So, we think about how do you build the digital assistant that can think about all those things, right, who can actually look at, you know, billions of data points, and say, “There’s, you know, all of your credit components that really matter, all of your asset components that really matter,” and in real time, push out things that change. So, for example, you know, if you’ve been, maybe following our advice, or you know, on your own imperative, you’ve wanted to increase your credit score, and your score goes up 40 points, well, that automatically makes you eligible for new loan products.
So we monitor that on a day to day basis. We monitor not only your own credit score, but all the players in the space. And we would be able to instantly send out a notification that says, “Wow, your score has gone up 40 points. Congratulations. That makes you eligible for X, Y, and Z loans. That will save you, you know, A, B, and C dollars,” and a thumbprint is what we need to actually facilitate that transaction, because we already know your name, your address, your income, and your credit. And, you know, I think that’s a pretty powerful platform. That’s a powerful tool.
I oftentimes think about, you know, the magic of Rideshare. To me, it’s never been the fact that I can get my neighbor drive me or I drive my neighbor. It’s always been about the fact that that magical app was…you know, I could pull out my phone, push a button, car shows up, I get out, I never took out my wallet, and it seemed quite frictionless. And I think if you could do that for auto loans, if you could do that for mortgages, if you could actually move your dollars around to the place that give you biggest yield or the place that lowered your interest rate the most, think about how much more efficient financial services would be on a personal level. I mean I think, you know, you might have to not detract or sort of take a step back from what it means from a banking perspective. I think banks will find ways to make money.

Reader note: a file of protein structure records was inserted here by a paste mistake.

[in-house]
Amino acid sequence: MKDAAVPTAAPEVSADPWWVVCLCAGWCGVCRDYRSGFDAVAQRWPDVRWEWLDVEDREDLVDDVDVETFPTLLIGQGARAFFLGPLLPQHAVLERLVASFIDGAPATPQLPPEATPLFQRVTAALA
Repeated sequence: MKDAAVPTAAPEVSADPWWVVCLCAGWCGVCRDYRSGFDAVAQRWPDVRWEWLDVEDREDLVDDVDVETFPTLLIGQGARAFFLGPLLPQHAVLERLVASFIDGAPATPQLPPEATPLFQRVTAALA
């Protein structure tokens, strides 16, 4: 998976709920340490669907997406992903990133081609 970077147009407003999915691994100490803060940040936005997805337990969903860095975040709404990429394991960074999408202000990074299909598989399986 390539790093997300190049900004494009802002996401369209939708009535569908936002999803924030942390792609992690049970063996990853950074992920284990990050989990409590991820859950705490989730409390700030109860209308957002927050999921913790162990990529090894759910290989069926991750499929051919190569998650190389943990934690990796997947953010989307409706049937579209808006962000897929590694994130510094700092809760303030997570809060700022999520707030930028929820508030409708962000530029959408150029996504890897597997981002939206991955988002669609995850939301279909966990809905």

But from a personal consumer perspective, I think that makes a world of difference, and that’s really the platform that we’re trying to build with Credit Karma which is, you know, very much one around helping consumers. And, you know, we wanna help everyone, but I’d say, you know, the 99% are the most vulnerable, and that’s where technology can really step in. And, you know, our platform I think goes like 2 billion models each day around the data points to understand what is going on in the space in terms of our users, what credit scores are changing, you know, what to recommend, what people might be interested. So, that’s where the common theme that you see in the internet today, and we’re very much focused on it from a technology perspective.